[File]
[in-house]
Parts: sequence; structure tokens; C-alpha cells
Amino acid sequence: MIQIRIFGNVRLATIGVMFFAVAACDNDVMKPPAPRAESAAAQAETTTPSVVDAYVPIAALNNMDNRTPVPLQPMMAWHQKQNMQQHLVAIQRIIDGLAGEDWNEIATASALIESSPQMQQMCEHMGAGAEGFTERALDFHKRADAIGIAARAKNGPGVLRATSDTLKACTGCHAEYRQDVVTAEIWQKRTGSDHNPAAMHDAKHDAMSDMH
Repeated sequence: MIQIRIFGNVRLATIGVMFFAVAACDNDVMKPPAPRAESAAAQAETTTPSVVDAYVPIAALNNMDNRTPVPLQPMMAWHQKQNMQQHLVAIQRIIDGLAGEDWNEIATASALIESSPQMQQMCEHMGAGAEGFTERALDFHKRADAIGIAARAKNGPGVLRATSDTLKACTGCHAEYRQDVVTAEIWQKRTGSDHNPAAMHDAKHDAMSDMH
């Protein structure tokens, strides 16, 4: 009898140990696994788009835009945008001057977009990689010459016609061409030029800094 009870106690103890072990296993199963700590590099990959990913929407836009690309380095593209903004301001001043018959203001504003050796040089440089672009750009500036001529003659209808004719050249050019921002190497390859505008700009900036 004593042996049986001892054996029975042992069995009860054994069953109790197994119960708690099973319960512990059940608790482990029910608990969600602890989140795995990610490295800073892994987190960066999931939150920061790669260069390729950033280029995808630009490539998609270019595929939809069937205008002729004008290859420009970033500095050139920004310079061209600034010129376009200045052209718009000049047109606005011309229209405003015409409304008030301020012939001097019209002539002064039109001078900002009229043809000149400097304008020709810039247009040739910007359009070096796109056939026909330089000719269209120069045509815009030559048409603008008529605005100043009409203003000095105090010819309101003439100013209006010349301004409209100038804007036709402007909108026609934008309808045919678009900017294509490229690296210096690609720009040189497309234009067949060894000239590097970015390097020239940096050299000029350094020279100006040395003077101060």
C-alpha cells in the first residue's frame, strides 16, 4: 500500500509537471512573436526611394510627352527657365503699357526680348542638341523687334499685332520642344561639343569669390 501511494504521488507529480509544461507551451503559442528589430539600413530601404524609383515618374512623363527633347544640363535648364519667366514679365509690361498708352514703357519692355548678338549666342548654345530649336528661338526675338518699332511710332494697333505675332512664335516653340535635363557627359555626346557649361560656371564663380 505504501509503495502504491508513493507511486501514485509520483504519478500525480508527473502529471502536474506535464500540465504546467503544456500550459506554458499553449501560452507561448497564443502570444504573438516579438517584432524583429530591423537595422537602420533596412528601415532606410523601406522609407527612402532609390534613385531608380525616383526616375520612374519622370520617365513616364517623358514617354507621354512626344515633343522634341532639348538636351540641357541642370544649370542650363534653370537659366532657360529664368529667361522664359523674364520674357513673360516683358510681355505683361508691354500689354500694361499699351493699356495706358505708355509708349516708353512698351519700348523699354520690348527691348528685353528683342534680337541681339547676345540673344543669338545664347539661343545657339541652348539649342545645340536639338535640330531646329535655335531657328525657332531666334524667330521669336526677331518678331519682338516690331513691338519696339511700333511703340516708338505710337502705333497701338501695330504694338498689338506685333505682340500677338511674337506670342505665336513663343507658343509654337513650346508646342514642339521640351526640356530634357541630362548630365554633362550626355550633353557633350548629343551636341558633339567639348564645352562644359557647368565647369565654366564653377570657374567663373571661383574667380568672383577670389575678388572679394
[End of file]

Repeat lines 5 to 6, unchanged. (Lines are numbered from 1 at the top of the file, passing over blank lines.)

């Protein structure tokens, strides 16, 4: 009898140990696994788009835009945008001057977009990689010459016609061409030029800094 009870106690103890072990296993199963700590590099990959990913929407836009690309380095593209903004301001001043018959203001504003050796040089440089672009750009500036001529003659209808004719050249050019921002190497390859505008700009900036 004593042996049986001892054996029975042992069995009860054994069953109790197994119960708690099973319960512990059940608790482990029910608990969600602890989140795995990610490295800073892994987190960066999931939150920061790669260069390729950033280029995808630009490539998609270019595929939809069937205008002729004008290859420009970033500095050139920004310079061209600034010129376009200045052209718009000049047109606005011309229209405003015409409304008030301020012939001097019209002539002064039109001078900002009229043809000149400097304008020709810039247009040739910007359009070096796109056939026909330089000719269209120069045509815009030559048409603008008529605005100043009409203003000095105090010819309101003439100013209006010349301004409209100038804007036709402007909108026609934008309808045919678009900017294509490229690296210096690609720009040189497309234009067949060894000239590097970015390097020239940096050299000029350094020279100006040395003077101060």
C-alpha cells in the first residue's frame, strides 16, 4: 500500500509537471512573436526611394510627352527657365503699357526680348542638341523687334499685332520642344561639343569669390 501511494504521488507529480509544461507551451503559442528589430539600413530601404524609383515618374512623363527633347544640363535648364519667366514679365509690361498708352514703357519692355548678338549666342548654345530649336528661338526675338518699332511710332494697333505675332512664335516653340535635363557627359555626346557649361560656371564663380 505504501509503495502504491508513493507511486501514485509520483504519478500525480508527473502529471502536474506535464500540465504546467503544456500550459506554458499553449501560452507561448497564443502570444504573438516579438517584432524583429530591423537595422537602420533596412528601415532606410523601406522609407527612402532609390534613385531608380525616383526616375520612374519622370520617365513616364517623358514617354507621354512626344515633343522634341532639348538636351540641357541642370544649370542650363534653370537659366532657360529664368529667361522664359523674364520674357513673360516683358510681355505683361508691354500689354500694361499699351493699356495706358505708355509708349516708353512698351519700348523699354520690348527691348528685353528683342534680337541681339547676345540673344543669338545664347539661343545657339541652348539649342545645340536639338535640330531646329535655335531657328525657332531666334524667330521669336526677331518678331519682338516690331513691338519696339511700333511703340516708338505710337502705333497701338501695330504694338498689338506685333505682340500677338511674337506670342505665336513663343507658343509654337513650346508646342514642339521640351526640356530634357541630362548630365554633362550626355550633353557633350548629343551636341558633339567639348564645352562644359557647368565647369565654366564653377570657374567663373571661383574667380568672383577670389575678388572679394